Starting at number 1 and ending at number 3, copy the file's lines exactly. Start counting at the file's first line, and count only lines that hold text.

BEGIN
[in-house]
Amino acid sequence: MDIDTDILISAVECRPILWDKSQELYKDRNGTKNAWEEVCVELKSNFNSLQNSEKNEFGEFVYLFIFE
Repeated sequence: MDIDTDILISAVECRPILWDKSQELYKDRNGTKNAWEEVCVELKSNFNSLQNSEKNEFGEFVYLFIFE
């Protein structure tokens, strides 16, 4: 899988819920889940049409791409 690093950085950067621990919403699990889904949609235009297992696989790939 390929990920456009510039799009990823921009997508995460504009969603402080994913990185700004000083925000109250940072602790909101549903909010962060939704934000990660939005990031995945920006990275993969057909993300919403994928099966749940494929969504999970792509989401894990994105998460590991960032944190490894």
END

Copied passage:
[in-house]
Amino acid sequence: MDIDTDILISAVECRPILWDKSQELYKDRNGTKNAWEEVCVELKSNFNSLQNSEKNEFGEFVYLFIFE
Repeated sequence: MDIDTDILISAVECRPILWDKSQELYKDRNGTKNAWEEVCVELKSNFNSLQNSEKNEFGEFVYLFIFE